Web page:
Trigger Warning: Contains discussion of sexual assault
When scrolling through Instagram stories a couple of weeks ago, I stumbled across my teenage brother’s page. I expected his post to be an image from his race or of him holding a trophy, as these are the typical pictures I see on his story. I was pleasantly shocked to see what was on my screen was never anything I could fathom seeing on a 16-year-old boy’s Instagram story: There on the screen in front of me was a thread about sexual violence.
The post on his story was from a thread on the Instagram account @pelhamunsilenced. The words on the post read “Rape,” “Molestation,” “Pedophile” and “These words carry weight; They carry trauma; They are not to be used lightly.” In larger font at the bottom of the post, it stated: “Sexual violence is not a source for your amusement.”
Tears started welling in my eyes because I was so unbelievably proud and amazed by him. I had no idea what prompted him to post, but I was glad that he was spreading awareness about the spectrum of sexual violence.
I then posted the thread on my own story, choosing to share the image that displayed statistics about women experiencing rape. It further dictated how words about rape are not a joke because that “joke” could be someone’s reality. I also added my own dialogue to the post on my story, saying, “I’m so proud of my 16-year-old brother for posting this thread about why it’s not okay to make rape jokes on his story. You don’t often see teenage boys spreading awareness about rape, much less educating themselves on it. The fact that he is taking the time to do both gives me hope.” I let my brother know I was proud of him, not expecting this to be a regular occurrence.
However, to my surprise and awe again, about a week later, my brother posted another image thread to his Instagram story on the topic of why women retroactively wished they did not report their sexual abuse. The thread was posted by @whyididntreport and included a list of quotations the police officer said in response to the reports of sexual violence. It was clear through their words that the aforementioned law enforcement officers did not support these female survivors.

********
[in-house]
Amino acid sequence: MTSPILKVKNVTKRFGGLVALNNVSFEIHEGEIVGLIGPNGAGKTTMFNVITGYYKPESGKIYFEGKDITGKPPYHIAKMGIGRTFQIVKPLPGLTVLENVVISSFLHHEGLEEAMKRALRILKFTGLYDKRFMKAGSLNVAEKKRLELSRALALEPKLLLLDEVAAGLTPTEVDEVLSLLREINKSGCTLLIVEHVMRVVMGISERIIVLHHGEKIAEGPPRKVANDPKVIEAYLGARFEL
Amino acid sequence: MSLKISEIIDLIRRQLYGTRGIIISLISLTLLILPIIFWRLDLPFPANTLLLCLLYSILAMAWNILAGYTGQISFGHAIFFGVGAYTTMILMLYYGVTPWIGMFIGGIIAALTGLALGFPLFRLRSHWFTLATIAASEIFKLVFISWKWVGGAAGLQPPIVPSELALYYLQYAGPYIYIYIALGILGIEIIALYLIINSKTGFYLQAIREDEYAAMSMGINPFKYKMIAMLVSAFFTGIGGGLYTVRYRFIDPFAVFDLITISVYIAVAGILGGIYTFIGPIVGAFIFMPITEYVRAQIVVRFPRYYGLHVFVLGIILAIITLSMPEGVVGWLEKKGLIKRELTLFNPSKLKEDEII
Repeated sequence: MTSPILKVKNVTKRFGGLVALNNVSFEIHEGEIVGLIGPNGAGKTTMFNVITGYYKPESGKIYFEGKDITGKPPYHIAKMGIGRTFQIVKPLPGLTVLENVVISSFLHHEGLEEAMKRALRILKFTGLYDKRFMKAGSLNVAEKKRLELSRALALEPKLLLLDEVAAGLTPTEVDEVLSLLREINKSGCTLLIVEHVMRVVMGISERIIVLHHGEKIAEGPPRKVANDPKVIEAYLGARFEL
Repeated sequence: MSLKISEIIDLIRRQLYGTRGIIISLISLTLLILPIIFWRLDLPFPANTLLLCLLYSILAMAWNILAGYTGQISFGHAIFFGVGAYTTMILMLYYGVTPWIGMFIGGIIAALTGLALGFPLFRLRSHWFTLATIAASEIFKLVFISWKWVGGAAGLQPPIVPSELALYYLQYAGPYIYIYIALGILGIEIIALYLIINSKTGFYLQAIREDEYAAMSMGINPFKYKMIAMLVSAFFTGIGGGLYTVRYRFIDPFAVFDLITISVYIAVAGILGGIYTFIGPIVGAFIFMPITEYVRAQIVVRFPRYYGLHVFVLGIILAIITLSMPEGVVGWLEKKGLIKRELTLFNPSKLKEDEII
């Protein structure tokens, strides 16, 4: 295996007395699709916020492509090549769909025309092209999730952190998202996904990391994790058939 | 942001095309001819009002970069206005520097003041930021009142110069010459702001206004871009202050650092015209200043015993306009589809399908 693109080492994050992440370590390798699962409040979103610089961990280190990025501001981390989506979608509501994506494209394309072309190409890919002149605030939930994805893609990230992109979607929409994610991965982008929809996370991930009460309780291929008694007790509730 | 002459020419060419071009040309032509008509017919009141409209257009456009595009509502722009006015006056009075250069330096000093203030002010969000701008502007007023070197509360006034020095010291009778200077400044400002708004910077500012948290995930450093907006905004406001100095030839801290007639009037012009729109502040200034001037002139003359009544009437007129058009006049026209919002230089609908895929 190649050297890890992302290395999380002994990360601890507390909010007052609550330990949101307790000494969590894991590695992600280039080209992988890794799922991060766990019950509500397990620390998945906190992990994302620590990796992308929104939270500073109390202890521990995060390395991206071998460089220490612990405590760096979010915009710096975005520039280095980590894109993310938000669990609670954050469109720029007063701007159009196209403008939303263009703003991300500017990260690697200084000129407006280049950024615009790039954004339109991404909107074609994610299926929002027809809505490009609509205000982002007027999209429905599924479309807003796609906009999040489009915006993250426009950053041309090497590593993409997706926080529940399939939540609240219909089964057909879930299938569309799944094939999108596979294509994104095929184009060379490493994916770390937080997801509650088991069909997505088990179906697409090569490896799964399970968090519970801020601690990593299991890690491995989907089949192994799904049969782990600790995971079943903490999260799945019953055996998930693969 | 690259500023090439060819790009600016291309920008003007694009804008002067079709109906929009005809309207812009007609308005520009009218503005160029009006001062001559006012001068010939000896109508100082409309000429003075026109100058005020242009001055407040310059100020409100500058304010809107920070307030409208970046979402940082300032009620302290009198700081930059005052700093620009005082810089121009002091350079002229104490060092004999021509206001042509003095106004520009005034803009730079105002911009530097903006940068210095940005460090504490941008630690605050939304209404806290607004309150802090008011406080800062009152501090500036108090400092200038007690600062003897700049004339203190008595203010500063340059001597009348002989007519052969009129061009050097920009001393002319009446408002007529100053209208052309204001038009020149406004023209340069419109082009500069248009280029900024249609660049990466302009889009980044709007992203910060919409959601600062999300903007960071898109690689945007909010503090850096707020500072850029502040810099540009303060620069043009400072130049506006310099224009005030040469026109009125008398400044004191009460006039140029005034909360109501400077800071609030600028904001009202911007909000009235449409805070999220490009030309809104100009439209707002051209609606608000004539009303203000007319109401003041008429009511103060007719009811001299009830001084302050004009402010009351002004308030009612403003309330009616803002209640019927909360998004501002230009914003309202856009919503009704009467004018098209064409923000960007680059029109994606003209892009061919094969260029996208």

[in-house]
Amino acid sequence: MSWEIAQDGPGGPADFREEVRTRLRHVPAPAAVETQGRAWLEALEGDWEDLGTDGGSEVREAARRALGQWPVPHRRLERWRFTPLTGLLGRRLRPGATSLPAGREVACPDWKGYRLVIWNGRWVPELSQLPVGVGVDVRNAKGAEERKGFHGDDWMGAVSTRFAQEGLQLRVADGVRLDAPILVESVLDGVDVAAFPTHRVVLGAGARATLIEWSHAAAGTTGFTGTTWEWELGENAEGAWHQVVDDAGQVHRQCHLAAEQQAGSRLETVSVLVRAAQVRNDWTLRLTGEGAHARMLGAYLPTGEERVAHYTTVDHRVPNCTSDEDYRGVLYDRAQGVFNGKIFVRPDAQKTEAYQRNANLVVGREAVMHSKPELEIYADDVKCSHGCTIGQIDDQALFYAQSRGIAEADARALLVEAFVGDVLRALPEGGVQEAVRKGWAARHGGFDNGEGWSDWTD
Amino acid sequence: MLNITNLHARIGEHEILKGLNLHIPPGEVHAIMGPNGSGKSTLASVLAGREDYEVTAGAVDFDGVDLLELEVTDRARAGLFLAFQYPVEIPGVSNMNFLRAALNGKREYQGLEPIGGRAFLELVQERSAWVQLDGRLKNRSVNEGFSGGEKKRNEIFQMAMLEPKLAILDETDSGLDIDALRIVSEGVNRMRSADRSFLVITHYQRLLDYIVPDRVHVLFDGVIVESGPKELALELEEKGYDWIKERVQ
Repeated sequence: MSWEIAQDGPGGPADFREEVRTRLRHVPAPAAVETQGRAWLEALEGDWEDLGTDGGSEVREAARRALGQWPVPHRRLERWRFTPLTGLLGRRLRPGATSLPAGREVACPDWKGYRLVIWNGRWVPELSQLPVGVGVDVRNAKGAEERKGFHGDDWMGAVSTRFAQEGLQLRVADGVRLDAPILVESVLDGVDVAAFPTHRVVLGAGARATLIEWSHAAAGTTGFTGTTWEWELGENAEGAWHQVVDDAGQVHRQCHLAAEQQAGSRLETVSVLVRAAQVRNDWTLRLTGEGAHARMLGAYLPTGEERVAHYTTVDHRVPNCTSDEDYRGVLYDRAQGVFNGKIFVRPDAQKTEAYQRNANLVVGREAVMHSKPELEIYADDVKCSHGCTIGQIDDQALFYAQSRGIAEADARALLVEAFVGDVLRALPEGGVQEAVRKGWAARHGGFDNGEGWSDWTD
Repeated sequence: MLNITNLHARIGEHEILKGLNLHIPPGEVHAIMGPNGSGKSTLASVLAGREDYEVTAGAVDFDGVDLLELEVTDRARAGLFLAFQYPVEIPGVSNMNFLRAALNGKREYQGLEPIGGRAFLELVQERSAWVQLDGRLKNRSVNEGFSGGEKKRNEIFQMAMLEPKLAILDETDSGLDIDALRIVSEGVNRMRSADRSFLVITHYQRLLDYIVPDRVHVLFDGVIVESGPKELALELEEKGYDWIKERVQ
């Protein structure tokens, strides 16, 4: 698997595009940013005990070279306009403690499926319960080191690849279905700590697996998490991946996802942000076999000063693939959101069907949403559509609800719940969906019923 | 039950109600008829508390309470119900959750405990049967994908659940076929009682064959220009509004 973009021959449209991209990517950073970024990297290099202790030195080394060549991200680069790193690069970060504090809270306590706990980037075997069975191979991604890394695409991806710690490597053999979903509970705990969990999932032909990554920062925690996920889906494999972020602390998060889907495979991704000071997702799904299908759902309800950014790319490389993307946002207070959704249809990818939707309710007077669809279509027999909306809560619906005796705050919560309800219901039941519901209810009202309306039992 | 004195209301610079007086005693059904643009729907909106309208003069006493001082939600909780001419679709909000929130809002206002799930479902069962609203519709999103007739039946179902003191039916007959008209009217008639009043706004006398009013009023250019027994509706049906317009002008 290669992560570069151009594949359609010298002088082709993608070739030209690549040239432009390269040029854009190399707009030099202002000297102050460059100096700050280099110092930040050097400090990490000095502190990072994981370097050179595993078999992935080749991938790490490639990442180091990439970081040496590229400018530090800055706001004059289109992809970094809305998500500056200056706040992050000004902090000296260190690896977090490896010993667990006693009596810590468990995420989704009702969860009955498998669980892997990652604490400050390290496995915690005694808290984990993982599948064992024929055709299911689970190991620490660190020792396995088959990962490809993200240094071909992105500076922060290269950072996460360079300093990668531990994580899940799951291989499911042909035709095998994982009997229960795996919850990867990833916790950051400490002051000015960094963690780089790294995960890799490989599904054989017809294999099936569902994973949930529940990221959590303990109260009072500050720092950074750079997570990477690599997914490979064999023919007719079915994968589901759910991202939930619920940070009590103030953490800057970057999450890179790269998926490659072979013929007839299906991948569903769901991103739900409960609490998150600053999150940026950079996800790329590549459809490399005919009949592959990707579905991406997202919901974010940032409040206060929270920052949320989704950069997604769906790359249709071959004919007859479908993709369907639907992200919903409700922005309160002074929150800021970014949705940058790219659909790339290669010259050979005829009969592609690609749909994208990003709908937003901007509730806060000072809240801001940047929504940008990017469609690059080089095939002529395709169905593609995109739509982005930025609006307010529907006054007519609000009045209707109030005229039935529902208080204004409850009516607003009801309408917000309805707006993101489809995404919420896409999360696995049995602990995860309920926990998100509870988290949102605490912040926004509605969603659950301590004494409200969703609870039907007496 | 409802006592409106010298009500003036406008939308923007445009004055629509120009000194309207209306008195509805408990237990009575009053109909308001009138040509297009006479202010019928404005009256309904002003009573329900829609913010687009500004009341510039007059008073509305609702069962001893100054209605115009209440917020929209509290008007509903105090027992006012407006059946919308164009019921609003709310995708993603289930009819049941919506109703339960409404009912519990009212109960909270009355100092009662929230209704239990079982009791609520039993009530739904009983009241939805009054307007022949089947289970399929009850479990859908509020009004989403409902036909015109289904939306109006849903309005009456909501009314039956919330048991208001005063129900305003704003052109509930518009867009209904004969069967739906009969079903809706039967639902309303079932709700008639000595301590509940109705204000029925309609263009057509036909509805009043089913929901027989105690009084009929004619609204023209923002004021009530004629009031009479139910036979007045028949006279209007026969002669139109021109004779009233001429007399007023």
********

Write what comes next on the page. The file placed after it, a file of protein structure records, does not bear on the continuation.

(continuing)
At the top of the image, before the list of quotes, there were bolded letters that stated, “MAN’S WORLD INDEED.” And it is precisely because of this why I was shocked to see my brother posting once again about sexual assault. Instead of sitting back and not worrying about the topic because he is a man and likely does not have to worry as much about being coerced, forced, manipulated or guilted into having sex, he used his social media platforms to speak out about the topic. I responded to his post, saying, “Emerson, you are amazing! Keep spreading awareness!” He liked the message I sent.
Later, I called to ask him why he decided to post the threads about sexual assault awareness. His response to this was a simple “I don’t know; why not?” I sat and thought for a moment. My 16-year-old brother was sitting here telling me this was a perfectly normal thing for him to post. He basically just saw the posts and thought it was something he could share. He did not think about how spreading awareness would make him look or if he was going to be judged by his male friends. He just saw a post that was impactful and knew he should share it.
He then told me he was speaking to his girlfriend about the topic of sexual assault, which is why the post resonated with him. Imagine, a teenage boy listening to his girlfriend about a subject most men do not want to touch. If all boyfriends or guy friends listened to us women about the subject, maybe there would be less sexual violence. But the thing is, many men never want to listen.
As a survivor, I am passionate about sexual assault awareness, and I often post and talk about the topic. I was so proud of my brother for trying to prevent sexual violence rather than being a perpetrator of sexual violence. I smile to myself as I think about how amazing of a man he is turning out to be.
As my brother showed his followers on Instagram, sexual violence occurs on a spectrum. It begins with words and continues into physical violence through actions. Many of us are ignorant of this information, which is why we are so quick to make rape jokes or blame victims without thinking we are contributing to sexual violence.
The truth is that you rarely see men of any age educating themselves about sexual assault, much less posting about it, yet I see so many of my female friends posting about awareness and prevention on their stories. It is important to promote discussion on this subject in order to create safer sexual environments and have better sexual experiences. But if only half of the population takes the time to educate themselves, we will only create environments that are half-safe. It takes all of us to stop sexual violence. So here is a question for all the men out there: If my 16-year-old brother can educate himself and post about sexual assault awareness, why can’t you?
If my 16-year-old brother believes survivors, why can’t everyone? If my 16-year-old brother recognizes the pain that comes along with sexual trauma, why can’t we work harder to stop it or help those who have been hurt by it?